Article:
Assessment and Learning that Values the ‘Golden Goose’
Cutting across these key players are action points in which all have roles to play to carry forward the challenge of assessing and learning that strengthens social change. Many questions are still on the table calling for more precise insights, nitty-gritty dilemmas remain to be thrashed out, and thus practical hands-on work needs to be undertaken. The principles outlined in this document need to be fleshed out for different organisational set-ups, capacity levels and social change processes. For all those involved – activists, intermediaries, evaluators, donors – generating practical ideas and sharing inspiring examples is essential. This means investing in:
Concrete efforts to systematise and review the respective benefits and limitations of different grounded case studies that have enabled critically reflective learning and assessment.
Training efforts for social change organisations around the idea of how to assess social change, based on existing stock of experiences and approaches plus recognition of core non-negotiable principles and purposes.
Peer support opportunities for those in social change organisations to ask and receive ideas for addressing dilemmas and challenges on assessment and learning processes.
Seeding experimentation with particular combinations of approaches and methods with detailed documentation of the processes.
A new model of assessment and learning is needed that places developmental social change at the heart, rather than myopically focusing on the interim steps. SPARC refers to development as ‘the golden goose’ (Patel 2007) and urges a model of assessment and learning that places the goose at the centre, rather than its golden eggs. Assessing and learning about development as a process of social change means charting the ‘golden eggs’ that can be discerned, in the form of processes that multiply and serve increasing numbers, building capacities and provoking shifts of thinking in government as well as among the poor. However, by valuing only the eggs, the goose is in danger of serious neglect. Sheela Patel cautions: “With few insights about how to understand it and measure its level of maturity and sustainability, external assessment processes are too rigid to understand these dynamics. Sadly, the goose is often killed due to lack of understanding”. A model of assessment and learning that builds on the reflections in this document would be more effective at strengthening social change that tackles the persisting injustices about which all of and everyone in development should, in theory, be concerned.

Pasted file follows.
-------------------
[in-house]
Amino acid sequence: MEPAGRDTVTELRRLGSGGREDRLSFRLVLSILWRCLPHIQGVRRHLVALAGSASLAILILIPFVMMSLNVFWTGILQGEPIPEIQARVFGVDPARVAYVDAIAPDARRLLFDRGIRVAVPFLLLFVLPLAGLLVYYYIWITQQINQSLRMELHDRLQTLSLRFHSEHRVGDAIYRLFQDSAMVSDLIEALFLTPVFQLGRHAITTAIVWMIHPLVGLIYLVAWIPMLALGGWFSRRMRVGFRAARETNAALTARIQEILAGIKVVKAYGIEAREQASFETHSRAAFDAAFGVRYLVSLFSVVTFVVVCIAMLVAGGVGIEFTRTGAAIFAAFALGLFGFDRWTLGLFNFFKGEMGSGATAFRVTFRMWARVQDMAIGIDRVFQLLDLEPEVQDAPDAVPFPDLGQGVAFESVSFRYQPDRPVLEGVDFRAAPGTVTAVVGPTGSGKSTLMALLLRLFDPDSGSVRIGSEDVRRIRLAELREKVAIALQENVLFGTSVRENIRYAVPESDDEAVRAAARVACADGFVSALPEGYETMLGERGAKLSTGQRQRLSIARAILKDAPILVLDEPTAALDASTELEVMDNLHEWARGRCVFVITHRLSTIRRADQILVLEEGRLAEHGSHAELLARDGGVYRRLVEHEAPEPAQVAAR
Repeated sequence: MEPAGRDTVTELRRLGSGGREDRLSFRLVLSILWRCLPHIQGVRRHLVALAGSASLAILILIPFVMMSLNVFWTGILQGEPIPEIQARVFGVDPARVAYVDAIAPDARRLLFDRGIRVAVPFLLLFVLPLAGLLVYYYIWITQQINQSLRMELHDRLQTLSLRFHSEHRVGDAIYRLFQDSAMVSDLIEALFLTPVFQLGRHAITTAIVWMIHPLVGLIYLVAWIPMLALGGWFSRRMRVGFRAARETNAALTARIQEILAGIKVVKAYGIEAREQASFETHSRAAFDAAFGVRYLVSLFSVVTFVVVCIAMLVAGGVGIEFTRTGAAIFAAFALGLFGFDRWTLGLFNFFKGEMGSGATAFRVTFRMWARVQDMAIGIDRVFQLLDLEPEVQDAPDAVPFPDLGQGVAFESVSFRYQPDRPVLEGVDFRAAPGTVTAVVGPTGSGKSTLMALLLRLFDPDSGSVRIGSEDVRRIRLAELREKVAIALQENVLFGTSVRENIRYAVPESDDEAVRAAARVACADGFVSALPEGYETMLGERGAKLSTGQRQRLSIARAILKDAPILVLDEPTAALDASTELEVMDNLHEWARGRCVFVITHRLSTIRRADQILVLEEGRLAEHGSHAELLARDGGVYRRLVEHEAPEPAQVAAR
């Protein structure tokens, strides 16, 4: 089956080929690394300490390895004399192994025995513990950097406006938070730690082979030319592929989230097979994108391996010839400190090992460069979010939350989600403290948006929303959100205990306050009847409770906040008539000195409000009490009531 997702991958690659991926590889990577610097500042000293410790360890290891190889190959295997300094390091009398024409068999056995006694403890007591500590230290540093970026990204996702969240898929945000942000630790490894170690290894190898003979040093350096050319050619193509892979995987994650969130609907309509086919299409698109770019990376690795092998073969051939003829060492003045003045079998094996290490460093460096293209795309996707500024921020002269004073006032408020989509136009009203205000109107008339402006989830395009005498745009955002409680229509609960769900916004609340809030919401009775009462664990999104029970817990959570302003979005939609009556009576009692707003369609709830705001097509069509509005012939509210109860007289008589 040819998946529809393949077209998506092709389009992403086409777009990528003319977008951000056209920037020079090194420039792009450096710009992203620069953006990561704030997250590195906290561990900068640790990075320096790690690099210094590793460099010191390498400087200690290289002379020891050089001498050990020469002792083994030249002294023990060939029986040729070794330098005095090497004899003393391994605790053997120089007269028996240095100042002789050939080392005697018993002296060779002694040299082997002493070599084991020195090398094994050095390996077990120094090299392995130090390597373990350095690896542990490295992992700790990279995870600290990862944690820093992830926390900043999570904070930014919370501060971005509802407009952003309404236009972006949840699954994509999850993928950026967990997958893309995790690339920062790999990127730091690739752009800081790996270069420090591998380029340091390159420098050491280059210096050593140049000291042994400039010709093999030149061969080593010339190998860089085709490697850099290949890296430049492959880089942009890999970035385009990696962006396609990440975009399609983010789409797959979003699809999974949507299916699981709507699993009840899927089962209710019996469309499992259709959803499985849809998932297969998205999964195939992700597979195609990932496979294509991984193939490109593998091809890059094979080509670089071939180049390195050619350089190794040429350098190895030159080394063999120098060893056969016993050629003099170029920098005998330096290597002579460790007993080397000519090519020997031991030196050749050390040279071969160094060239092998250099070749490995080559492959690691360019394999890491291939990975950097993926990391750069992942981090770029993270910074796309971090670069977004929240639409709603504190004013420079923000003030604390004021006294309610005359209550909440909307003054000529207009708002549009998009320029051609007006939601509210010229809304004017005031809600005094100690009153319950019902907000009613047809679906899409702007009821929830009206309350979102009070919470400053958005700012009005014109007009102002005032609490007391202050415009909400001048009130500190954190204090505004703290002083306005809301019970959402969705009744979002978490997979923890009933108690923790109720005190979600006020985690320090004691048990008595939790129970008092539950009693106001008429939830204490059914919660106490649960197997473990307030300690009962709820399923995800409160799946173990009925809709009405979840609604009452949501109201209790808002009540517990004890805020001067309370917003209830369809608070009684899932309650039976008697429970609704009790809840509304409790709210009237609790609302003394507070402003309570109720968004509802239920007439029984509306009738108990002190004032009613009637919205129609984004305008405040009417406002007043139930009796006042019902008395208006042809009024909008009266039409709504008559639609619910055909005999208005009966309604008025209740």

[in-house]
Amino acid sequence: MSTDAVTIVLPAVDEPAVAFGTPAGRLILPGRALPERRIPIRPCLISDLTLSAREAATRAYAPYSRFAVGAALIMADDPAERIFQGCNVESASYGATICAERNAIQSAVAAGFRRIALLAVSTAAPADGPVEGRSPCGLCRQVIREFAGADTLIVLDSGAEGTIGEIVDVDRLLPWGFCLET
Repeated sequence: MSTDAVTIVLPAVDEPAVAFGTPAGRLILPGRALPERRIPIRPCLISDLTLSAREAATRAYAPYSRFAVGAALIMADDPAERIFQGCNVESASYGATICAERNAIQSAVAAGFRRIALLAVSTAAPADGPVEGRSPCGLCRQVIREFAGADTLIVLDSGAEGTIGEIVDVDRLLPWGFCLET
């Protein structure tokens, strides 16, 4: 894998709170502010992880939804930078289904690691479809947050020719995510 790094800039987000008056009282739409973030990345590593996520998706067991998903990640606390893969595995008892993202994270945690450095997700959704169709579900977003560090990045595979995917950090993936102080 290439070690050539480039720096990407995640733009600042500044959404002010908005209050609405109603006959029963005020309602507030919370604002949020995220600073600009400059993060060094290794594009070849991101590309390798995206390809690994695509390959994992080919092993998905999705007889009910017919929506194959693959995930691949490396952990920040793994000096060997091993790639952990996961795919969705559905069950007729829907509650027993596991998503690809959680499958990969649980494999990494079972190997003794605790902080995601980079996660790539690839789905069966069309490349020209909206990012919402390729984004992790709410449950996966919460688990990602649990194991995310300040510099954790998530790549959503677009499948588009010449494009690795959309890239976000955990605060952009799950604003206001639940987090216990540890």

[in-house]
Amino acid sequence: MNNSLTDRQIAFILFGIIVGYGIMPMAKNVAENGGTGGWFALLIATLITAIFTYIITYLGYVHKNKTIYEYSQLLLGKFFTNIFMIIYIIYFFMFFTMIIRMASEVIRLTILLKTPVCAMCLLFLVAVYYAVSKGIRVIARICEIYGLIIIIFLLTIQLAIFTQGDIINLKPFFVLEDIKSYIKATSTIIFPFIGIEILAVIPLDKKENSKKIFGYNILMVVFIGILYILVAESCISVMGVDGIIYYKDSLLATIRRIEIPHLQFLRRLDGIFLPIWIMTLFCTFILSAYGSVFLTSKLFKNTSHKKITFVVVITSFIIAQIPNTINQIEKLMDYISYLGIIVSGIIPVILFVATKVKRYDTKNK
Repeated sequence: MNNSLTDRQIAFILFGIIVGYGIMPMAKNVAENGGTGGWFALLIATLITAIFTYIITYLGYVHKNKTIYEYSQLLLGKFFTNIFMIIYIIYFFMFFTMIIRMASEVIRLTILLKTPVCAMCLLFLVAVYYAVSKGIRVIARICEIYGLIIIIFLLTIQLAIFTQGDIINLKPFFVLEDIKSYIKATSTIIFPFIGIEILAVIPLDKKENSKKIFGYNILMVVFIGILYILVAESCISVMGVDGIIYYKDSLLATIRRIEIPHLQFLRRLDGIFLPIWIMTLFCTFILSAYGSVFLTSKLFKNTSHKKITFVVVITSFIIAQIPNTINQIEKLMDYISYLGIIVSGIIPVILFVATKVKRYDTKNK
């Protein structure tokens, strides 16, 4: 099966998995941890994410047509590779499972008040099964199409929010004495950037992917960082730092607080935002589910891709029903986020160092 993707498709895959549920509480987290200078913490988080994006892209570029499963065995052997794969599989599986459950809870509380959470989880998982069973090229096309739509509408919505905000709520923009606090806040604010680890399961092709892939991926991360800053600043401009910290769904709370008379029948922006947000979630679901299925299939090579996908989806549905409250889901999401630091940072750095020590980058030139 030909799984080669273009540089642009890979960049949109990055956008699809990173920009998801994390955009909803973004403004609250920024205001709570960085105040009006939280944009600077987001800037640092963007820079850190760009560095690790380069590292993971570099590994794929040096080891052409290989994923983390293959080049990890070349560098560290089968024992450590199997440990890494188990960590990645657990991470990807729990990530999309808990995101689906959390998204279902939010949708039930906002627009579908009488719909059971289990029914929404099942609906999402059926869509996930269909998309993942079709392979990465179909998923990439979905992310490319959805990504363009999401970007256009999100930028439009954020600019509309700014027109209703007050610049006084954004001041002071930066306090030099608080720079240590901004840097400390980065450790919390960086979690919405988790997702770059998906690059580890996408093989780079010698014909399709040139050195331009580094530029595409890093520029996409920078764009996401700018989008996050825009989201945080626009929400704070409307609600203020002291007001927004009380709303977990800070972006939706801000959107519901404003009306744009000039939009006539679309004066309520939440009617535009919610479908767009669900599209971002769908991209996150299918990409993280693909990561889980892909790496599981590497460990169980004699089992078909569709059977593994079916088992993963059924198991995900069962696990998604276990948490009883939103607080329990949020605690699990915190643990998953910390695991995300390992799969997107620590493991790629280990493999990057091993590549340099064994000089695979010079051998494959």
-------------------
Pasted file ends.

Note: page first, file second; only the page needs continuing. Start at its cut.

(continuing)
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1 Mott 2003, p5.
2 This paragraph is based on Woodhill, forthcoming 2007.
3 An emergent property becomes apparent when several simple entities or processes operate in an environment but form more complex behaviours as a collective. Certain properties emerge that the entities/processes do not have themselves.
4 See http://www.kenyalink.org/sucam/
5 This section is largely based on a note written by C. Clark, V. Miller. S. Musyoki and L. VeneKlasen ‘Theme 2 Part One: Methods, Tools and Processes for Assessing Social Change’ to kick start the second thematic discussion of the ASC group.
8 ‘Complex’ is not the same as ‘complicated’. A complex system has many elements that can interact with each other and their environment. Complex systems display a level of organization without any external organizing principle being applied. Part of the system may be altered and the system may still be able to function. In complicated systems, parts have to work in unison to accomplish a function. A key defect in a critical part brings the entire system to a halt.
9 See http://www.ifad.org/evaluation/guide/annexd/index.htm for 34 M&E methods.
10 See http://www.idrc.ca/evaluation.
12 See http://www.philodialogue.com/dialogue.htm.
13 With thanks to Iñigo Retoloza Eguren for these insights.